Whether you’re the mean girl whose social circle is full of plastics or the loner who only has one friend to call their own, friendship is something we’ll all experience. Since most of us find a friend long before love, it’s no surprise that a ton of sitcoms focus on a group of likeminded individuals who share their lives and, later, romances with one another. When it comes to a girls’ night, I know there is no other show that could ever compare to The Golden Girls. Every generation since it went off the air has found their way to it, and every time they fall madly in love with a show about a group of four old ladies, each with a personality more lovable than the other.
Name of Episode: “One Flew Out of the Cuckoo’s Nest”
Premiere Date: September 14, 1985
Finale Date: May 9, 1992
Fan Site Shout Out: Golden Girls Central
Impact on Pop Culture
At the time I’m sure a show featuring four older women was a shock, even more so when it became a hit and lasted seven seasons. Again, though, people continue to fall in love with these gals over and over again because it’s a well-written sitcom that’s hilarious but heartfelt. Plus, with each character being so different from the last, they’ve managed to outlive the actors that played them. All except Betty White because she’s immortal. You’re a Rose if you’re a little ditzy, a Dorothy is you’re blunt, a Sophia if you’re feisty and, of course, a Blanche if you aren’t afraid of your sexuality. Based on the amount of Golden Girls t-shirts worn by people in their 20s and 30s, it’s hard to argue the lasting power and influence of this show. I’m sure in time my 4-year-old nephew will be wearing a tee with Bea Arthur on it when he’s a teenager.
Facts & Stats
- Poor Bea Arthur — she hated cheesecake in real life.
- By the end of the series every character had been married or engaged.
- Although she appeared the coolest, Estelle Getty had horrible stage fright.
- In the end Rue McClanahan got to keep all of Blanche’s clothes. What a score!
- Every actress won an Emmy for their performance. That had only been done by All in the Family before them and Will & Grace after them.
What I Knew Before Watching the End
Thanks to syndication and not being able to sleep at night, I knew just about everything before watching this finale. I’d even seen it a few times, and it never fails to make me bawl. In a world where we’re stuck to devices and texting, it’s weird to see friends just sit, face to face, and be with one another. Anyways, every character has a special place in my heart but it always gets me thinking about which Girl it was hardest to say goodbye to in the end.
The only people who don’t know the premise of this show have to be the Amish, and I’m pretty sure they’ve even heard through the corn fields what it’s about: four older women who come together later in life after their husbands are gone by means of death or divorce, and their children are grown. I have to point out that the show is summed up beautifully in the finale when Dorothy states what her mother has taught her and notes, “Life does not end because you reach a certain age.” We’re quick to dismiss people once they celebrate a particular birthday but this show proved that it doesn’t matter how old you are, you can still sleep around, have adventures, and make new, longstanding friends.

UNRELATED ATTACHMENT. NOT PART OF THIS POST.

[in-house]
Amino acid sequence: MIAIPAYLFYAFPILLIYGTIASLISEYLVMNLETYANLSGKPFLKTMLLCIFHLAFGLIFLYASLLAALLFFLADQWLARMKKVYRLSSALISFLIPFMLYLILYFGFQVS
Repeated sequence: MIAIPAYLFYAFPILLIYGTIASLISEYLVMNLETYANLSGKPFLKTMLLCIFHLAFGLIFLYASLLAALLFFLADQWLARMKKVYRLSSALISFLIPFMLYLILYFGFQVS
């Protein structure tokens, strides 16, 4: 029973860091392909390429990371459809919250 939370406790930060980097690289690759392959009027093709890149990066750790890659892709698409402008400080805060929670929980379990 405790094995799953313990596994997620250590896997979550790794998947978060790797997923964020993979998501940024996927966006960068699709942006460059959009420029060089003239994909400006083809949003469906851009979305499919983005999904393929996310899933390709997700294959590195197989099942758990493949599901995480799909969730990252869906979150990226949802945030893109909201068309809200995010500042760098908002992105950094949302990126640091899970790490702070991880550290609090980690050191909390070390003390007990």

In the end Blanche sets up her Uncle Lucas and Dorothy so she can go out and hook up with some new guy. When they learn they were tricked into the date, they fake a proposal but after only a few days fall for one another. Leslie Nielsen guest stars as Uncle Lucas and after he really pops the question, it’s clear that Dorothy will be moving back to Atlanta with him. Sophia plans to go with them at first, but then decides to stay with “her girls” in Florida. If that does not make you weep, you’re heartless.
What makes this a great finale is that there is a life-changing goodbye, a final growth for the show. Yes, they tried to keep the story going without Bea in a spinoff but I don’t count that show. Anyways, it was a nice cap on their story and their friendship and since I’ve been doing some research on growing up for another site, the fact that Sophia tells her daughter that she needs to go on without her and have her own life, that shows a real life factor of life that needs to happen. We need to be ourselves and grow away from certain people in order to grow in a new direction.
All in all though, it’s a pretty quick finale. I know the night it aired it was two parts airing in an hour span, but the pace was fast. They meet, fall in love, get married, and adios. I personally understand how fast love can take you over, but I only wish Uncle Lucas would’ve come around a little beforehand so they had maybe a couple of episodes of history. So while a great finale for the show as a whole, I’m not sure a first time watcher would care all too much about it.